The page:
Ghini is considered the father of botany in Italy and counted among his students the greatest names that followed.

In his honor I have placed a chair on the top of my herbarium.
I gave William Frcka a few measurements and a raw little sketch and, promptly, he brought me a charming wooden chair. I sprayed it green and adorned it with dried ferns and rosebuds, made a cushion for the seat, and placed a plaque with pertinent information on the back. It sits on a rug that is embroidered and covered with dried plant material.

Sunday, June 12, 2011


"The Sun with all the planets revolving around it, and depending on it, can still ripen a bunch of grapes as though it had nothing else in the universe to do."

Galileo Galilei

GALILEO GALILEI (1564 - 1642)

Like moons around the sky cabinet I have placed my tributes to astronomers. The most famous is Galileo. Brilliant and a notable egocentric, he was aided by the introduction of the telescope to greatly increase our knowledge of the universe. Unfortunately for him the publication of his "Dialogue," which promoted the Copernican concept of heliocentrism, ran him afoul of the Inquisition. After his trial in 1633 he was put under house arrest for the rest of his life. The Catholic church did not lessen his condemnation until 1992 and then only partially.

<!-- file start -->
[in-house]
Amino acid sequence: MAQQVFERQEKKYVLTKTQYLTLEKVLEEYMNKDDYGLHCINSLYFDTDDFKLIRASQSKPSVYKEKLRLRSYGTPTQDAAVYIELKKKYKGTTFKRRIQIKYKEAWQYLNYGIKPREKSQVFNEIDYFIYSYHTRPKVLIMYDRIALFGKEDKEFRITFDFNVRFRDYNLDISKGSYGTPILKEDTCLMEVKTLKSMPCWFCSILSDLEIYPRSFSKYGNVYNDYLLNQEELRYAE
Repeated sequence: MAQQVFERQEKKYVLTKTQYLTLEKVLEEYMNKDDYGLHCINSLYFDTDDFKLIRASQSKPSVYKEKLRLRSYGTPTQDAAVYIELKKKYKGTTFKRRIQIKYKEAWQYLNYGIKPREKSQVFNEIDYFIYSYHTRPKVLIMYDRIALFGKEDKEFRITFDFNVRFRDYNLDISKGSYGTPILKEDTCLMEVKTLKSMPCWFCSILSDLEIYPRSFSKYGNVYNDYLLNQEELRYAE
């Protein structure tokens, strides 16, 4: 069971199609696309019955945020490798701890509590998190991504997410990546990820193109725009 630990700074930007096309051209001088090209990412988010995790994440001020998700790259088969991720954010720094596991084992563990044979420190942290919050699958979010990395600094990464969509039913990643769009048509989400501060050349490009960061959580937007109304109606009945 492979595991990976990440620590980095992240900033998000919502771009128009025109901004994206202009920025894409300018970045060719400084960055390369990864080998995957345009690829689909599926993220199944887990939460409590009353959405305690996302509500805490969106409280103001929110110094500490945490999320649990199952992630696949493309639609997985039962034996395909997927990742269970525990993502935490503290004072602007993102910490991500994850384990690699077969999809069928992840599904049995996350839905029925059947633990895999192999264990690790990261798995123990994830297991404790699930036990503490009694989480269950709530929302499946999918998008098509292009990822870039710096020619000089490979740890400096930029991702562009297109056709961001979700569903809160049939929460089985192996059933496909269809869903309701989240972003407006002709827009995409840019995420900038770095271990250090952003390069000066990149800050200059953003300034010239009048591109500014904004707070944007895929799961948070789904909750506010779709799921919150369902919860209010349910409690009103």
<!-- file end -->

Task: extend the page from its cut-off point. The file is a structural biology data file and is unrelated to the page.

However, there were posthumous changes to Galileo's position promoted on a secular level. In 1737 the naturalist/historian Giovanni Targioni Tozzetti had Galileo's remains moved from an out of the way part of Santa Croce to a mausoleum in the main part of the church. According to the director of the Galileo Museum, it was accomplished "symmetrical to beatification."